Thinking Beyond the Joints in Patients with HSD and EDS

Hypermobility spectrum disorders (HSD) and Ehlers-Danlos syndrome (EDS) are not as uncommon as previously thought. While there are many rare types of EDS, hypermobile EDS (hEDS) and HSD are conservatively estimated to be present in 1 to 3 percent of the population in the United States—approximately 10 million people.1 This means that 30 to 55 percent of a rehabilitation therapist’s patients might be within the spectrum of HSD/hEDS2.

Even so, this particular population is commonly under-recognized, misdiagnosed, or mismanaged due to lack of knowledge within the medical community on recognition and treatment strategies. In this article, we’ll take a look at some common misconceptions about HSD/EDS patients and how they can best be treated.

Understanding HSD/EDS Patients

One common misconception about HSD and EDS is that these conditions simply make patients “bendy.” There are actually quite a number of different rare types of EDS in which generalized joint hypermobility is not as prevalent; in fact, joint contractures may be present instead.

While these conditions are much more rare and hypermobility is more common, the fact that this is the case demonstrates that we are dealing with a connective tissue disorder and not a “flexible” condition. In fact, many patients with symptomatic joint hypermobility disorders lose flexibility, developing muscle imbalances as surrounding muscles try to chronically stabilize hypermobile joints.

Patients with HSD/EDS Are Different

When an underlying connective tissue disorder is present, it affects all of the connective tissue in the body, not just joint structures. Recognizing this can expedite the diagnosis process for these patients who seem to be medical mysteries.

Knowing the commonly present conditions that exist with altered connective tissue will improve efficiency in treatment strategies. Conditions more common in HSD/EDS such as altered mast cell activity, dysregulation of the autonomic nervous system, and gastrointestinal disorders can easily change inflammation production and regulation, exacerbating a patient’s symptoms.

Patients with HSD/EDS Need a More Thorough, Coordinated Approach

Patients with HSD/EDS who are dealing with layered, systemic issues typically require more extensive medical teams. With the currently limited knowledge of HSD/EDS within the medical community—along with sometimes complex presentations—many patients do not have a complete team to address all of their personal needs. Quite often, one provider may take on a few different roles to coordinate treatment for the patient.

The key to long-term treatment and management for this population is not only patient education, but provider understanding of how each system is affected by an underlying connective tissue disorder and how each issue can impact other comorbidities or diagnoses.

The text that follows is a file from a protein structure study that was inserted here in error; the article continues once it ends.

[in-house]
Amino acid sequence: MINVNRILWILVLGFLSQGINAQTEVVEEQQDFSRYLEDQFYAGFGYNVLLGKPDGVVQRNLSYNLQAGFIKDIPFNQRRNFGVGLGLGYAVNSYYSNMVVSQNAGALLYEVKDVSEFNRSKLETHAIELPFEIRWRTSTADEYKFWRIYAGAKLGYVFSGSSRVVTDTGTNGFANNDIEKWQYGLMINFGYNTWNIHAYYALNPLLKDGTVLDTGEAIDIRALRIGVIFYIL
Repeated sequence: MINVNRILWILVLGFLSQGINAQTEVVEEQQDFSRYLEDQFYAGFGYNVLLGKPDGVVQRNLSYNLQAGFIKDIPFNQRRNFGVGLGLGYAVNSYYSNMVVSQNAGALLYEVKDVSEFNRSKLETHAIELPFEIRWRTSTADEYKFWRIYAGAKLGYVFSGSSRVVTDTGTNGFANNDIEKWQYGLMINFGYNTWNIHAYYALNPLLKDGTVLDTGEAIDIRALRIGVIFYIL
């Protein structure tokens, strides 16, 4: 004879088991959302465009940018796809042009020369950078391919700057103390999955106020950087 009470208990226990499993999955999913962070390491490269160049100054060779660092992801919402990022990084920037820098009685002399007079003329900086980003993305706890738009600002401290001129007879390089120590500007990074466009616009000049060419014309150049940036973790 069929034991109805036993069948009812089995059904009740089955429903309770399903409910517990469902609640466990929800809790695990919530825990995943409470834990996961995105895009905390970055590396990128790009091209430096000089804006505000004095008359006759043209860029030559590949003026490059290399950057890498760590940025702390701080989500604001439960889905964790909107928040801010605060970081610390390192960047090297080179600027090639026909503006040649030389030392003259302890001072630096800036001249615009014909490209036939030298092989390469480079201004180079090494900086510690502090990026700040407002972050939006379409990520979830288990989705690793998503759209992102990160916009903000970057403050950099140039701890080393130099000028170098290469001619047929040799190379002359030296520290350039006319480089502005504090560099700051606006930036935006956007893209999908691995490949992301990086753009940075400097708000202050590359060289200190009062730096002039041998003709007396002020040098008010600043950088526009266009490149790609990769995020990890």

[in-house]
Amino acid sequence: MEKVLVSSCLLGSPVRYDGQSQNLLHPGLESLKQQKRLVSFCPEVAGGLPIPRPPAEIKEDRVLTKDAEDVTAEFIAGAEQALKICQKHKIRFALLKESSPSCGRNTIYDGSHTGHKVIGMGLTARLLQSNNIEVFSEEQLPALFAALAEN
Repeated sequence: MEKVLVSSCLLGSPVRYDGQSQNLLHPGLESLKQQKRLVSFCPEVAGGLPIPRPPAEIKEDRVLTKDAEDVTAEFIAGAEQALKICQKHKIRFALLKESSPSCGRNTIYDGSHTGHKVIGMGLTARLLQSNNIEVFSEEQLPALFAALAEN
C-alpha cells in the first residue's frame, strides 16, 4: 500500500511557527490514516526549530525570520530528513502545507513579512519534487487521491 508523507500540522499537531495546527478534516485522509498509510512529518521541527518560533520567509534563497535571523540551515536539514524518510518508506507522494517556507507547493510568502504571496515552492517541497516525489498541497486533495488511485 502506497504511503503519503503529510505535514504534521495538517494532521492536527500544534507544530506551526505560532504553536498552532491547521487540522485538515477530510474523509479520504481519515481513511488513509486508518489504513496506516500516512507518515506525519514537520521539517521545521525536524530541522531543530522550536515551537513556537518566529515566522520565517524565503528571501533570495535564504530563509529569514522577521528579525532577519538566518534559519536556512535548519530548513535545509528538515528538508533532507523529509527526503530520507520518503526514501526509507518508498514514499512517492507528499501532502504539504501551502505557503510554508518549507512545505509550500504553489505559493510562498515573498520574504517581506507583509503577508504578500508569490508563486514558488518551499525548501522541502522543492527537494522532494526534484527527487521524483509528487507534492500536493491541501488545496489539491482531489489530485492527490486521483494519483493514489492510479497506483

Listening to the Patient Builds More Than Trust

When patients have a lifelong genetic condition that can take a long time to diagnose (even decades in many cases), signs and symptoms of multiple system issues and comorbidities can pile up over time. Listening to and hearing the patient not only builds trust but, especially with complex, layered presentations, can also paint a clearer picture of how all of their complaints are interrelated. Once the picture is realized, a more efficient treatment program can be created with longer lasting effects.

Finding Order in the Chaos

A person with HSD/EDS may be more commonly dealing with a number of layered issues. An effective medical provider for a patient with HSD/EDS will be able to act as a quarterback or refer to the appropriate providers if and when needed.

Determining an order for which provider the patient should see and when is very helpful for the patient and also for their intended outcomes in therapy. A knowledgeable provider who is familiar with the presentation of the patient’s condition and all it entails will be able to provide a more efficient and thorough treatment plan for the individual.

  1. Tinkle, B., Castori, M., Berglund, B., Cohen, H., Grahame, R., Kazkaz, H., & Levy, H. (2017). Hypermobile Ehlers-Danlos syndrome (a.k.a. Ehlers-Danlos syndrome Type III and Ehlers-Danlos syndrome hypermobility type): Clinical description and natural history. American Journal of Medical Genetics. Part C, Seminars in Medical Genetics, 175(1), 48–69.
  2. Clark, C. J., & Simmonds, J. V. (2011). An exploration of the prevalence of hypermobility and joint hypermobility syndrome in Omani women attending a hospital physiotherapy service. Musculoskeletal Care, 9(1), 1–10.